Promo art, Source:

8. Trigger Happy Havoc: Danganronpa

First and foremost, in my opinion visual novels are games, and Danganronpa is probably one of the most engaging VNs I’ve ever played, that and it actually has a lot of gameplay to it. The story of Danganaronpa is a mixture between Phoenix Wright, Battle Royale, and Mirai Nikki. It revolves around a group of gifted high school students who are trapped in their school by a mysterious stuffed bear known as Monokuma. Monokuma forces them to live with each other trapped in the school for the rest of their lives unless one of them kills another and gets away with it after which all the remaining survivors would be killed by the bear and the perpetrator is allowed to leave, otherwise the murderer would be punished and killed by Monokuma if he were to be found guilty.

In case you didn’t notice the plot of the game sounds anime as f***. The gameplay is divided into 3 portions: daily life where you interact with the other characters and learn more about them (which will help you in the later portions), the investigation where you search for clues about the murder, and finally the trial. If you’re a fan of the Ace Attorney series I recommend giving this game a shot, its got a really intriguing story and cast of colorful characters that you’re not gonna forget anytime soon.

ToX2 logo sourced from:

7. Tales of Xillia 2

Ironically, the other JRPG on my list has similar elements and themes to Lightning Returns. Tales of Xillia 2 is the 14th mothership title, which basically just means “main series”, in the long running Tales of franchise (one of my personal favorite JRPG series), and is a direct follow up to the previous entry in the series: Tales of Xillia. The game centers around a new characters Ludger Kresnik and Elle as Ludger searches for his brother Julius who was implicated in an act of terrorism, and Elle seeks to be reunited with her father and go to the land of Canaan. The party from the original game also join in Ludger’s quest, now accompanied by Gaius and Muzèt the primary antagonists of the first game. New to the series is the inclusion of a “morality” system. Basically, the player is given dialogue and path choices at certain points in the game that alter the progression of the story and relationships between Ludger and the other party members, both of which alter the endings the player can receive.

The battle system is similar to that of Tale of Xillia 1, enabling you to link with your party members in battle, giving you access to new skills and abilities. It improves upon this by giving Ludger a weapon switch system. Ludger can switch between twin swords, sledgehammers, and a pair of handguns, each of which have their own unique attacks. The other members of the party play exactly as they did in the first game with little tweaks to their moves. All in all Tales of Xillia 2 improves a lot on the first game’s base, particularly bosses don’t have ridiculous amounts of super armor, and has a narrative that makes the game stand out from the previous entries in the Tales of franchise thus easily allow this game to make my list.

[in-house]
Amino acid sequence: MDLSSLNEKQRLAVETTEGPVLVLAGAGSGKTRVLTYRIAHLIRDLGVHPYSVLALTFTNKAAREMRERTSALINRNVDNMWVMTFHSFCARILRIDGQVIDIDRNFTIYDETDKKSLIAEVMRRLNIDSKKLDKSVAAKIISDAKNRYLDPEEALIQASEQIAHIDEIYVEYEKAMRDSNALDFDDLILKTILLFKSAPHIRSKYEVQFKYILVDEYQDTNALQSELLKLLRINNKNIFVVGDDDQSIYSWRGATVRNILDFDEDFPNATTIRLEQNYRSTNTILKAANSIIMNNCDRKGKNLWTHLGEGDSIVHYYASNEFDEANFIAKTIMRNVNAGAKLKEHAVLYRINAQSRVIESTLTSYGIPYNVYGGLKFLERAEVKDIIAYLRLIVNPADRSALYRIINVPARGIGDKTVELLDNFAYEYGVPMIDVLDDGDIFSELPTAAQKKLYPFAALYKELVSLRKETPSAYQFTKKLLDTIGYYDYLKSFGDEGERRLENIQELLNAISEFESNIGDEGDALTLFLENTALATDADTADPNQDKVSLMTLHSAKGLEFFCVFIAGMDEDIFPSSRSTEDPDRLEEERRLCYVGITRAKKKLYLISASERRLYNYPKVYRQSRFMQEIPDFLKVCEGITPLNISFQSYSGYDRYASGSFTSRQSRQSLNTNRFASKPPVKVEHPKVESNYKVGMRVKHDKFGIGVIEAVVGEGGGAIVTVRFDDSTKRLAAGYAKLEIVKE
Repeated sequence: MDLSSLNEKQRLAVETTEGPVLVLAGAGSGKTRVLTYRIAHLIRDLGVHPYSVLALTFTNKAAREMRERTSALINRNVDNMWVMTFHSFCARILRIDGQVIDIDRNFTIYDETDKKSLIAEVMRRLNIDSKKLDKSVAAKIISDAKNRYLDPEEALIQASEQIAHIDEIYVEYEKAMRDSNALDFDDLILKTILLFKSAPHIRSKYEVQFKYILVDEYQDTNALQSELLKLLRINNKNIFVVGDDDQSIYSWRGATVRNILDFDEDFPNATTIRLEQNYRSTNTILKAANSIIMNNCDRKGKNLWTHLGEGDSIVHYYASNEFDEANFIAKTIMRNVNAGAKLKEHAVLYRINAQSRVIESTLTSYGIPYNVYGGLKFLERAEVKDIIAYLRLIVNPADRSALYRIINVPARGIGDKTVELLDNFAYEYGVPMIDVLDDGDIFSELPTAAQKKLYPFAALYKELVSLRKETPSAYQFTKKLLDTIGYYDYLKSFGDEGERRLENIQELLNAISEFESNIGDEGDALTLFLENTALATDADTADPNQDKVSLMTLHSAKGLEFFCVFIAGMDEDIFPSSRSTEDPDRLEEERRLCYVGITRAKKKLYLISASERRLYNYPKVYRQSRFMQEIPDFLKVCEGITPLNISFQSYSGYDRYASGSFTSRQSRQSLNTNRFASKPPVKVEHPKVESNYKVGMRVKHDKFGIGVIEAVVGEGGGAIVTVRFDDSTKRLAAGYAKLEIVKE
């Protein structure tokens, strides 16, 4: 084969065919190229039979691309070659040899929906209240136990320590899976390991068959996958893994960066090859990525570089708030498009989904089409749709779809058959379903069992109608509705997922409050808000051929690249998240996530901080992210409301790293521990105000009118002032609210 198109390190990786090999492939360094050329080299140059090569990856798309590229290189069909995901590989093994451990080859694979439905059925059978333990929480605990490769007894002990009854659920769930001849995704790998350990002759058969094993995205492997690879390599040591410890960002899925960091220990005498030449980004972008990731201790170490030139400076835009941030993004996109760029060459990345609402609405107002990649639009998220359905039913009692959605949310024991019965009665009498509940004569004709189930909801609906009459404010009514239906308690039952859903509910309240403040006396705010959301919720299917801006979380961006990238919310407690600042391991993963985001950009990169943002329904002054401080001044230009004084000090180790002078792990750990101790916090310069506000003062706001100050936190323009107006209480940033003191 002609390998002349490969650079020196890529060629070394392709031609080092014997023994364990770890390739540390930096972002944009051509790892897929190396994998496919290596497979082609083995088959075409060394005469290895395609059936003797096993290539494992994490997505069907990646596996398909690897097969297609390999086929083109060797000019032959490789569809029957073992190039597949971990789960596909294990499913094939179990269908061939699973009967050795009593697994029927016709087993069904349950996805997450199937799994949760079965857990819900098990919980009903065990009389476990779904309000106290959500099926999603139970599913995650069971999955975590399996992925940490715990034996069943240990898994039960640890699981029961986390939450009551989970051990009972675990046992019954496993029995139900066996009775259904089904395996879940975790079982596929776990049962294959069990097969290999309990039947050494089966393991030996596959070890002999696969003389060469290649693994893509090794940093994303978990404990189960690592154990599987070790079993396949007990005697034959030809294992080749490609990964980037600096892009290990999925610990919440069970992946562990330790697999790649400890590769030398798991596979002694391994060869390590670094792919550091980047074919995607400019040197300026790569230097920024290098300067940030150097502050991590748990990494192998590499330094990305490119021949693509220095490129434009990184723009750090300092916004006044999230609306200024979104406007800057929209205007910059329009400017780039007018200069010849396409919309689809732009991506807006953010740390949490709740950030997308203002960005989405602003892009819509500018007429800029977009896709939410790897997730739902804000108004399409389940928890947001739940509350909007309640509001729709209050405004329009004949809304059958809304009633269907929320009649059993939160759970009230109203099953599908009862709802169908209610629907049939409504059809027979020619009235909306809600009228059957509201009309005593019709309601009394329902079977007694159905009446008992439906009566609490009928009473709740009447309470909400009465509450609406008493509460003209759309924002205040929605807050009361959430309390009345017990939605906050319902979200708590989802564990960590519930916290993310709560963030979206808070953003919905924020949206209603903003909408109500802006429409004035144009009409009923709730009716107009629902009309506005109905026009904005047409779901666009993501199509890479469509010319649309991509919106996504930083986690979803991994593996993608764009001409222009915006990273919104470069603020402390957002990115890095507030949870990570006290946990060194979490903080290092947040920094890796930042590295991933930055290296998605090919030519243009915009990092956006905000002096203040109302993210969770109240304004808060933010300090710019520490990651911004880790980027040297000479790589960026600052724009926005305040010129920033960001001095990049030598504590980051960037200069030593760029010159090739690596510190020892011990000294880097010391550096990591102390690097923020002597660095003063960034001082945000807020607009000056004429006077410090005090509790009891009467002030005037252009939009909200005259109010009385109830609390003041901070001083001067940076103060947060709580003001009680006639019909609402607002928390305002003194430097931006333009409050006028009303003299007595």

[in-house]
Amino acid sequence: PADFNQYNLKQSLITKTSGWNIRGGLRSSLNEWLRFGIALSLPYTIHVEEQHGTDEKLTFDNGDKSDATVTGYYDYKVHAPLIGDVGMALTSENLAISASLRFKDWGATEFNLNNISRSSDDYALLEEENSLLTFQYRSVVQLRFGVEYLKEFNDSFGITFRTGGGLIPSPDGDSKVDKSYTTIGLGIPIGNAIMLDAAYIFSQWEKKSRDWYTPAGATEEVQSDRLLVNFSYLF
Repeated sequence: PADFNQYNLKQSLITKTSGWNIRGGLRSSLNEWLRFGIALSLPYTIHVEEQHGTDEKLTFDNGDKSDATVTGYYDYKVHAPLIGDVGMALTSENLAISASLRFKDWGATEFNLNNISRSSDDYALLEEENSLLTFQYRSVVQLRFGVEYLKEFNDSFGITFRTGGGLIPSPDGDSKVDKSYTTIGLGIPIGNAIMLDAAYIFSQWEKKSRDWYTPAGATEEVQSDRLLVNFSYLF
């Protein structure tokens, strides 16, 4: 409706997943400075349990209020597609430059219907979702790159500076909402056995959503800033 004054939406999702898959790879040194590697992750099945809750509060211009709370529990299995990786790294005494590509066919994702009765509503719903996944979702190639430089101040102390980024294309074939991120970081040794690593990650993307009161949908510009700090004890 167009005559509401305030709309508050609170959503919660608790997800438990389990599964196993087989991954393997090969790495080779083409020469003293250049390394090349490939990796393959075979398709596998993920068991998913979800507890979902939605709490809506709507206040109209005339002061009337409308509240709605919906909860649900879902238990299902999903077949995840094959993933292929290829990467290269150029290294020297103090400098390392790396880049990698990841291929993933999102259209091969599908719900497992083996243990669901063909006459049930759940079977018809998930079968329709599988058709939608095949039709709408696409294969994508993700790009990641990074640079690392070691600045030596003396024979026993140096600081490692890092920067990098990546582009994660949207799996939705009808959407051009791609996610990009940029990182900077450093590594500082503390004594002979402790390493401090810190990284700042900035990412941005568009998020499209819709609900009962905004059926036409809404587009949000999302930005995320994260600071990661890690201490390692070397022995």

Mario Kart 8 promo art:×400.jpg

6. Mario Kart 8

Truth be told I never was that big of a Nintendo. I was a Sega baby, and have been a Sony fanboy til the 7th generation of consoles (PS3). In this generation though, the games announced for the WiiU sold me on the console, and Mario Kart 8 is one of those games. There’s not really much to discuss about the game though, I mean if you’ve played any Mario Kart game, you’ve played ’em all. With that being said though Mario Kart 8 is amazingly fun. It’s still your tried and tested Mario Kart formula, race 11 other characters in a multitude of tracks with power-ups laid about the track to help the player gain an advantage over the other racers.

The surprising thing about Mario Kart 8, and all recent Nintendo releases for that matter, is that not only does the game look great it runs on that smooth, smooth 60fps. Bonus points for the netcode used for online play as well. I’ve put a lot of hours online on this game and even against players from other countries, the lag is practically non-existent and it is a really smooth experience. F*** the blue shell though.

Official Smash Bros 4 logo from:

5. Super Smash Brothers for WiiU

Another reason for my decision to get a WiiU over the other consoles: neither the PS4 nor the XBOne has an exclusive title that interests me…the WiiU has multiple. What more can I say about Smash Bros that you don’t already know? It’s fighting game the allows you to pick a Nintendo character of your choice and beat the ever living snot out of other Nintendo characters. It is one of the best party games in existence, and also one of the games that ruins friendships the easiest. New to the series, and exclusive for the WiiU version of the game, is 8 Player Smash. 8 Player Smash is exactly as it sounds: 8 players in 1 match of pure chaos, and it is absolutely glorious.